It’s not a bad job in theatre if you can spend an entire performance playing dead. There must be a temptation to corpse, of course, but if you can keep a straight face, not flinch or hiccup, then it’s a doddle.
Paul Tate almost steels the show when he expires at the start of the musical farce, Lucky Stiff. Happily, for us, at last night’s opening, he makes a Lazarus-like revival to again blag the spotlight from a cast of top talent at London’s Drayton Theatre.
Upcoming theatre company, MKEC Productions, laid out their credentials in 2015 when they scored a sell-out success with The Baker’s Wife at the venue. A year later they’re back and they’re on a roll.
Lynn Aherns and Stephen Flaherty’s witty and energetic comedy – about gamblers, myopic molls and inheritance – has had mixed fortunes since first being penned in the 1980s.
Although garnering major awards it failed to find any long-term success at the box office, both off-Broadway and off-anywhere else. A film version was also panned.
That was a great pity because the show, based on Michael Butterworth’s novel, The Man Who Broke The Bank at Monte Carlo, is genuinely funny, ridiculously absurd, well-plotted and features some some tremendous musical numbers.
It helps when you have a cast who appreciate the madcap lunacy of farce and which includes a pair of stand-out songbirds.
Elizabeth Chadwick, one half of MKEC, as bubble-headed gangster’s girl Rita, is a superb, larger-than-life, comic actress with a belting singing voice. Rachel Lea-Gray gives her operatic tonsils a workout with a cheeky turn as showgirl Dominique. The pair blast the roof off the South Kensington theatre.
Director Marc Kelly (yes, the other half of MKEC) doesn’t have a lot of space to conjure up a French Riviera casino, a luxury hotel, or a nightclub, but that doesn’t stop him spinning the wheel and winning the jackpot – even if he does it with a pair of doors and a fold-down bed.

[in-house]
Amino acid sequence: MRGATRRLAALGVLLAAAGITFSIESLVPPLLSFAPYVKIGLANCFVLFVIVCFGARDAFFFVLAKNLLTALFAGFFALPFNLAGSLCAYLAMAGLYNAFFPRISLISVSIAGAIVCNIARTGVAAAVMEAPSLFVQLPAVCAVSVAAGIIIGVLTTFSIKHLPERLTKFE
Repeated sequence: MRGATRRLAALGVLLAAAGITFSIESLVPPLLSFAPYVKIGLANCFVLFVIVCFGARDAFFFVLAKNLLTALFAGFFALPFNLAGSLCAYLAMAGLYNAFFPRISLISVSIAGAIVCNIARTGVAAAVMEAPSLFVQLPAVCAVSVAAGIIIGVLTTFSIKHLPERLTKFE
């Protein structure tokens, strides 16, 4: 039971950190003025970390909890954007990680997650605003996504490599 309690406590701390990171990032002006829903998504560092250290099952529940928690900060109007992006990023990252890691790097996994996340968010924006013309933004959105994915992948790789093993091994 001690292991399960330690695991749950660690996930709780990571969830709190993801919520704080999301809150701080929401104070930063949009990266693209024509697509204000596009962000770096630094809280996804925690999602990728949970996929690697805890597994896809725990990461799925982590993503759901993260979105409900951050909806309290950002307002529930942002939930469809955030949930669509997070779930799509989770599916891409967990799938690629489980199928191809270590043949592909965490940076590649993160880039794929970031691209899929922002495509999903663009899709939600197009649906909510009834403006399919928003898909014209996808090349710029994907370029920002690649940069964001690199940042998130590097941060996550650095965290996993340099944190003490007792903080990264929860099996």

Lucky Stiff is imaginatively created with some wonderfully oddball performances from a cast of colourful characters.
Tate, as New Jersey casino manager Tony Hendon, pegs out after the opening song when his lover, blonde-bombshell Rita accidentally shoots him.
Tony leaves a Mission Impossible-style cassette tape (that ages it) giving instructions to his long lost nephew, East Grinstead shoe salesman Harry Witherspoon (the highly animated and always watchable Matthew Whitby), that the lad must take his embalmed corpse on one last holiday to the gambling dens of Monte Carlo.
I kept wondering how the lucky stiff would actually know that he was playing the tables, going sky-diving and learning to scuba-dive, not to mention the logistics of making this trip of a lifetime happen but Harry, desperate to flee his landlady and her dogs, was a desperate man.
Hot on his tail – and, it turns out, making sure that Harry does fulfil the terms of Tony’s will – is dowdy charity dog lady, Annabel Glick (a great comic turn by Michelle Crook).
Following the pair of them is Rita, determined to get back the $6m she and Tony embezzled from her wiseguy hubbie, and Rita’s ophthalmologist brother Vinnie (brilliantly played by Andrew Truluck).
And, following all of them, is a decidedly dodgy-looking Latin type with a very hairy chest, Freddie Mercury moustache and some major bling hung around his neck.
If we think Luigi Gaudi isn’t all that he seems, then we’d be right, but Nicholas Chiappetta certainly knows how to play a stereotype.
The highlight of this delightfully silly romp is the show’s big production number (if that isn’t a contradiction in terms in this intimate performance space), Harry’s Nightmare – Welcome Back Mr Witherspoon, when the poor sap dreams he’s back in his horrendous digs and that Tony has risen from the dead.
Barbara Jaeson, complete with rollers and maniacal grin, is wonderfully eccentric as the landlady and she pops up throughout the show in a variety of terrible wigs to play a wide range of supporting cameos.
Lucky Stiff is dead funny from start to finish. Running at The Drayton Theatre until May 14.
A talented ensemble make Lynn Aherns & Stephen Flaherty's musical farce, Lucky Stiff, dead funny from beginning to end. Pure madcap entertainment.